Monday, April 11, 2011

BOOK: Waiting for Gertrude by Bill Richardson

Waiting for Gertrude by Bill Richardson, 182 pages

Gothic Reading Challenge; 4th Canadian Reading Challenge; Once Upon a Time

I remember listening to Bill Richardson on CBC one summer in the early 90s. I had a job where I had to drive around to different job sites, and his program, Crosswords was a wonderful show to listen to while I drove. Listeners from across Canada, and the world, would write letters and Bill would read them, and play some wonderfully eclectic music. Very CBC. I later read his delightfully funny Bachelor Brothers Bed and Breakfast,{reviewed here by eva at a striped armchair and here by Nan at letters from a hill farm) so when I saw this book come up in my library search for Gothic read, I knew I would be reading it. After the fact, I think it could count as a Once Upon a Time book, as surely, cats talking makes it fantasy?

In the Pere-Lachaise cemetery in Paris, there are oodles of famous dead people. Imagine, as Bill Richarson did, if they were reincarnated as cats, and the cats still lived in the cemetery. So there would be Jim Morrison, the silent, brooding tomcat exceedingly well-endowed; Sarah Bernhardt, the dramatic actress; Maria Callas, the singing diva; Marcel Proust, the sleeping private detective; Oscar Wilde, being Oscar and infatuated with Jim Morrison and Chopin is the postman who delivers the letters to the cats. And Alice B Toklas, who is waiting for her love and husband, Gertrude Stein to arrive at the cemetery, translated.  So it's a graveyard gothic, but also a touch comedic, because it is Richardson after all, and he can't turn that off.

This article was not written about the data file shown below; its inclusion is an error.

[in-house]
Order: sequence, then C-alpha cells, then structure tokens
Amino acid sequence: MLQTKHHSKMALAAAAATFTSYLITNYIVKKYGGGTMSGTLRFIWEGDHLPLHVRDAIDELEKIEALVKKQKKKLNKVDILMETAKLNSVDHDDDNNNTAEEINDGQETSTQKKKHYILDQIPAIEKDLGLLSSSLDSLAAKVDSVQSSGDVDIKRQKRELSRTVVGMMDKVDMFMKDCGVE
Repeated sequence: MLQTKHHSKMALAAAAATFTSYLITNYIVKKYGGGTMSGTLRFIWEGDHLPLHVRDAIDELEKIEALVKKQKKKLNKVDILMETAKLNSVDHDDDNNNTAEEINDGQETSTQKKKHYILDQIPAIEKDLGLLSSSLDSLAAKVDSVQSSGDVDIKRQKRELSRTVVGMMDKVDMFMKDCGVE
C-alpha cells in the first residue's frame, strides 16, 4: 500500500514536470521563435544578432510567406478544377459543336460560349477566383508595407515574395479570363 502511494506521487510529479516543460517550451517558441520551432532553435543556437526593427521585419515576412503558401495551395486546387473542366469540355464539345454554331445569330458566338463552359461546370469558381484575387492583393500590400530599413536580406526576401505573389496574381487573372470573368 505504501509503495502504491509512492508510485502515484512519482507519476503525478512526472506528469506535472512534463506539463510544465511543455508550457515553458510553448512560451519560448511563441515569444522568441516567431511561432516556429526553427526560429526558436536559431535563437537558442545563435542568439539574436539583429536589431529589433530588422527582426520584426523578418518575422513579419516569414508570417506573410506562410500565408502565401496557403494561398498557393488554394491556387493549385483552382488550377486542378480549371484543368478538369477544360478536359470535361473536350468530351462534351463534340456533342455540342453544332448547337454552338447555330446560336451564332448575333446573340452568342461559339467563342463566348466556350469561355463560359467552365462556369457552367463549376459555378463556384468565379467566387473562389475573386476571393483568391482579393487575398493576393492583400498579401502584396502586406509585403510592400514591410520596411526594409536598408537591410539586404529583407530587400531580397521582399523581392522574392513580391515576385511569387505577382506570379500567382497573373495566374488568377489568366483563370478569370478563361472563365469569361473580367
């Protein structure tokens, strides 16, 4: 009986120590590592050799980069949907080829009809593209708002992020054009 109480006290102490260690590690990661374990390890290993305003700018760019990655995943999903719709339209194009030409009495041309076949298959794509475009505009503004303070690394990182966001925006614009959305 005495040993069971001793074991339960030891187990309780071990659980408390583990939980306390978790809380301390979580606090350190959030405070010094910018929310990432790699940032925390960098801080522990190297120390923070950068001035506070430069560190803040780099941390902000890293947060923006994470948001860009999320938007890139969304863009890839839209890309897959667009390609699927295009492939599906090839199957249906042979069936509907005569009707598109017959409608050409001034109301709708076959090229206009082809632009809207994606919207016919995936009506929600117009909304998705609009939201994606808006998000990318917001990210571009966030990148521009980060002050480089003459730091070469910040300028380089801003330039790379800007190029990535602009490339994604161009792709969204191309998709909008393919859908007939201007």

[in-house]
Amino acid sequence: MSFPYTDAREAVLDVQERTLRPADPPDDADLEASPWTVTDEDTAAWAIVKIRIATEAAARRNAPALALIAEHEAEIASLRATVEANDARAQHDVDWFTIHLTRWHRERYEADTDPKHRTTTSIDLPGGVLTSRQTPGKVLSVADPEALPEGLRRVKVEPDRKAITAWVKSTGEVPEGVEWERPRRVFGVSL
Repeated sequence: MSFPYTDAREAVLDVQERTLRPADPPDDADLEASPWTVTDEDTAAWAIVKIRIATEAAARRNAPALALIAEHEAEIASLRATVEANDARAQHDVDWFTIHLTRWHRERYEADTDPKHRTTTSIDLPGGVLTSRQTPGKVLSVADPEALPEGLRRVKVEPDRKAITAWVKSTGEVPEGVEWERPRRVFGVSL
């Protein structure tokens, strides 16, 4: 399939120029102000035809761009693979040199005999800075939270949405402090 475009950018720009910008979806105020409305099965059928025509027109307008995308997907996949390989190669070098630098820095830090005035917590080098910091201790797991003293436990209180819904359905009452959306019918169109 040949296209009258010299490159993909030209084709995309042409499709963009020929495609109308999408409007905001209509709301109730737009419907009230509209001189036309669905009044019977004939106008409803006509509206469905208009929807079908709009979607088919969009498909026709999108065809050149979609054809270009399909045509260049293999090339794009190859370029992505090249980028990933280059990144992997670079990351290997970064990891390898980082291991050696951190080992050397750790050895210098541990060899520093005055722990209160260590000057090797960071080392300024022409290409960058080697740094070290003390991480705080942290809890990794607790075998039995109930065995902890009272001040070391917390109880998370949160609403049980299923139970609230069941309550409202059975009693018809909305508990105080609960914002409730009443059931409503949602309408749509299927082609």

There was never such a ratter as Sarah Bernhardt.

So, the book was fun. It made me wish I knew more about many of the characters. Richardson has each cat write and speak distinctively, so I liked some cat's voices more than others. The concept is so unique, and the love between Alice and Gertrude comes through. (Memo to self - find one of their books to read?) The first part of the book introduces all the characters and sets the scene. The second part of the book develops a bit of a plot - objects are going missing, and the cats are putting on a revue. With a concept book, the first while was just the fun of seeing how it all worked. Then the mystery arrived and the action picked up. And then it ended.

Oh, and I forgot to mention the poetry, and the fun Richardson has with his writing. Play on words abound, plus, nearly each character gets a poem as part of La Fontaine's Versified Walking Tours:

Attention, please, cats square and hep-
Before we take another step,
May I address a word to those
Who'd rather have their tour in prose;
Who'd rather hears dogs caterwaul
Than hear a cat spout doggerel.